Magazine article New African

Somalia: Anatomy of an Unending Conflict

Magazine article New African

Somalia: Anatomy of an Unending Conflict

Article excerpt

Ethiopian forces, with American support (if not instigation), moved into Somalia on Christmas Eve and drove away the Islamic militants who, for six months last year, had succeeded in imposing some semblance of order in the war-ravaged country. But, as Najum Mushtaq reports, Ethiopia's entry into the conflict could bring a new dimension of violence to an already complex and complicated conflict.

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Somalia is the bleeding sore of the Horn of Africa. The 16-year-old civil war in the country took another vicious turn on Christmas Eve as Ethiopia's formidable military might forced the Union of Islamic Courts (UIC) out of Mogadishu and put the internationally-backed interim government back in charge of most of South-central Somalia.

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At the time of writing, America was patrolling the waters off Somalia's coast to prevent UIC militants from fleeing the country by sea, and had actually launched air strikes, killing many of them; the Ethiopian forces were tracking and killing them; and Kenya had closed its borders and vowed to stop the defeated militants from crossing over.

But this does not, however, spell the end of Somalia's woes. Nor does it mean that the Islamic movement, which had taken control of Mogadishu in June 2006 and for six months brought a semblance of order and security in the war-ravaged southern heartland of Somalia, is already history. More likely, the return of the interim government with the help of Ethiopia, which most Somalis see as their ancient foe, will add new dimensions of violence to an already complex and complicated conflict. There are three levels at which the conflict in Somalia can be analysed: the local clan dynamics which dictates the country's politics and marks the geographical and political fault-lines; the regional level where countries like Ethiopia and Kenya have to manage sizeable Somali populations of their own; and the international level which is defined by Americas "war on terror". Viewing Somalia from all these three levels is a sorry sight.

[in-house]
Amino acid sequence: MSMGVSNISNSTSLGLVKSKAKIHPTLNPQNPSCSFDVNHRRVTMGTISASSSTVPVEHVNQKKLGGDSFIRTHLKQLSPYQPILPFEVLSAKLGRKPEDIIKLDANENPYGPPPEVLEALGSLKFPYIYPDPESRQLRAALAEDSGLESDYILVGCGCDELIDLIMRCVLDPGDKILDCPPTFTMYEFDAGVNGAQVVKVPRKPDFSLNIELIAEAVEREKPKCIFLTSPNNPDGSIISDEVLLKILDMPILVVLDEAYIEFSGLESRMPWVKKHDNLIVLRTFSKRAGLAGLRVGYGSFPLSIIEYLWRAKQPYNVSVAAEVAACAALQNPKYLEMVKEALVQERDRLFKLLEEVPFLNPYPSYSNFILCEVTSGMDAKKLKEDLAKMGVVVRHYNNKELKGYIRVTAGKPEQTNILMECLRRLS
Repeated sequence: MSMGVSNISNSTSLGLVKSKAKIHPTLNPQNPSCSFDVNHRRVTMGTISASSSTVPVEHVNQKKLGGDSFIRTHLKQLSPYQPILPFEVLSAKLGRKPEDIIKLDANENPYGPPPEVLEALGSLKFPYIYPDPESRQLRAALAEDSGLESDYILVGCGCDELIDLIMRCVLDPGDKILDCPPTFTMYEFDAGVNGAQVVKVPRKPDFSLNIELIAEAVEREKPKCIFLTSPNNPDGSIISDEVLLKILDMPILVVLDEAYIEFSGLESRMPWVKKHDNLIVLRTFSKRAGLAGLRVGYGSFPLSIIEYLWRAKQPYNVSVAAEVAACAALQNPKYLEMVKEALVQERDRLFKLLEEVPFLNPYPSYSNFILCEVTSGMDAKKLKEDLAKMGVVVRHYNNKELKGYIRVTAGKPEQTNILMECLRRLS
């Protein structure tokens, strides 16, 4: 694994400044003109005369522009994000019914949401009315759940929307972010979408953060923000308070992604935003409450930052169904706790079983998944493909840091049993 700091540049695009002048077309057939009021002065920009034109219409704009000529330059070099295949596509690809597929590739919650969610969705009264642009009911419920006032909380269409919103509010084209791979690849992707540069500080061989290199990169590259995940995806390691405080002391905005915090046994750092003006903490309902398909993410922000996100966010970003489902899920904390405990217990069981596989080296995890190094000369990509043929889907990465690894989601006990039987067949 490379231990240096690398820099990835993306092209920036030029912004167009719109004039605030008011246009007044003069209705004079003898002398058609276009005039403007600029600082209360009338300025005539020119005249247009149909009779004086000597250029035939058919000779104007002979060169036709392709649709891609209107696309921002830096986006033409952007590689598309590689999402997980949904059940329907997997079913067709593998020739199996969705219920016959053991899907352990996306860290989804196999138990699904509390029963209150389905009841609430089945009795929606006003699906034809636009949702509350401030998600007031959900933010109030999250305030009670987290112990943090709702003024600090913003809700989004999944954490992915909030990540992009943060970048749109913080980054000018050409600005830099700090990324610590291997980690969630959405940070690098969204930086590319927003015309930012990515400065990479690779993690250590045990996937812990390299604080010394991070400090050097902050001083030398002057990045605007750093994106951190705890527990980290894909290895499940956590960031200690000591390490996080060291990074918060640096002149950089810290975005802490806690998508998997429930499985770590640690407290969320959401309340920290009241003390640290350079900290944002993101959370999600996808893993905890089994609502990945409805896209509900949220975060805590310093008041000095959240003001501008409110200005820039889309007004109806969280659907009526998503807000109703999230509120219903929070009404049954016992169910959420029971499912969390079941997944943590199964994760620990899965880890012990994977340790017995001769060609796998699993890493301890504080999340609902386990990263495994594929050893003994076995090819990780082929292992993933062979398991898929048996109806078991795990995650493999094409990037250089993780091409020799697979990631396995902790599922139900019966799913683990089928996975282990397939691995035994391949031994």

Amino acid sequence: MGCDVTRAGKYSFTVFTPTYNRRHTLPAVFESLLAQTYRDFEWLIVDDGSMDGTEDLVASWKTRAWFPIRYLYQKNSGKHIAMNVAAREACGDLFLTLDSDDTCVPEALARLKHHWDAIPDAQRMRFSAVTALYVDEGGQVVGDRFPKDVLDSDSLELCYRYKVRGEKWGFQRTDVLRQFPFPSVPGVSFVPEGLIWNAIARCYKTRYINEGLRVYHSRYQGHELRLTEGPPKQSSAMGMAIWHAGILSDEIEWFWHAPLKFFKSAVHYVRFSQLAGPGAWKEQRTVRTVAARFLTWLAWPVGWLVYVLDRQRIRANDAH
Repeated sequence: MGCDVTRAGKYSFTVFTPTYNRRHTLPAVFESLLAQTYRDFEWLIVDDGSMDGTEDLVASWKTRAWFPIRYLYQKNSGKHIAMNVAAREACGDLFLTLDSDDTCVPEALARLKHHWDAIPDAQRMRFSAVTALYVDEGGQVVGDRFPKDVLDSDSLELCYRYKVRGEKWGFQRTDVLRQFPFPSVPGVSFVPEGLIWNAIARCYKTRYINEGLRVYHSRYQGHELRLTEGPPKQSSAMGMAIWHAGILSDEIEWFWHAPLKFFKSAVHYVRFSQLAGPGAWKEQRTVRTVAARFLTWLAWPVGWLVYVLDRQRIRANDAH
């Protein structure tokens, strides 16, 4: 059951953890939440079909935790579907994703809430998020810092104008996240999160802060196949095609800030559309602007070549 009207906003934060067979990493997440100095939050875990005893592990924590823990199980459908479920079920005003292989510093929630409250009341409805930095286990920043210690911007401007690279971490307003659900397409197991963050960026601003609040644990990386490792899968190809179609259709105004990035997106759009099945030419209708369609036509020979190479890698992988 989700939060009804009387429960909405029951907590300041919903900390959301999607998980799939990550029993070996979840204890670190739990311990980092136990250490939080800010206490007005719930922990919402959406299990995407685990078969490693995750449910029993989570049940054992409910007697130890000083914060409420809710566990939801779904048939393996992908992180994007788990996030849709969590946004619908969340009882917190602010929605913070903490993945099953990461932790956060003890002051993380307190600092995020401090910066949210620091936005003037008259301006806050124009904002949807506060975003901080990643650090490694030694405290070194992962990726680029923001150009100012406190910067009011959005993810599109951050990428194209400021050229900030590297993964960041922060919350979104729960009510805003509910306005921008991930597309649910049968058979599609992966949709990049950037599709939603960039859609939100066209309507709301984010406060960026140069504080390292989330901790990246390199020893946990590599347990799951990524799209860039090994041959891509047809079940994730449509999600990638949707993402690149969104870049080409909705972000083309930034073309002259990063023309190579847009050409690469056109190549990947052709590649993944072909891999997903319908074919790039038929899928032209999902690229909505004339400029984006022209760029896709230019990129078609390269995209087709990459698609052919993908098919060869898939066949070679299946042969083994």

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The political landscape

The regions now comprising Somalia were decolonised in 1960. Somaliland was a British protectorate, while the rest of Somalia was an Italian domain. On the eve of decolonisation, British Somaliland and Italian Somaliland merged as the Somali Republic on 1 July 1960.

In terms of political administration, the country is divided into three units: the autonomous regions of Puntland and Somaliland, and South-central Somalia. The last region includes the historical capital city of Mogadishu, most of the strategically vital ports and some of the more dominant clans. It is largely inhabited by sub-groups of the Hawiye clan whose militia were also dominant in the UIC. Most of the top UIC leaders are Hawiye. It is the South-central region that had fallen into the hands of the Islamic militia. The other two regions (Somaliland and Puntland) had remained fiercely resistant to UIC expansion.

All these regions are inhabited by different clans--there are six major groups. Clan affiliation is the most crucial identity marker and the cause of political divisions. State government has been weak and the process of building a nation-state has failed as the clan system continues to hold sway.

The clans of Somaliland had had an uneasy and confrontational relationship with the central government in Mogadishu and remained marginalised from power. In 1991, as the rest of the country plunged into warlordism and internecine violence after the collapse of the Siad Barre government, Somaliland declared its independence although it does not enjoy international diplomatic recognition.

By and large, Somaliland has remained at a distance from the civil war and enjoys a certain degree of stability and peace, even though it has territorial disputes with Puntland over the Sool and Sanaag regions. …

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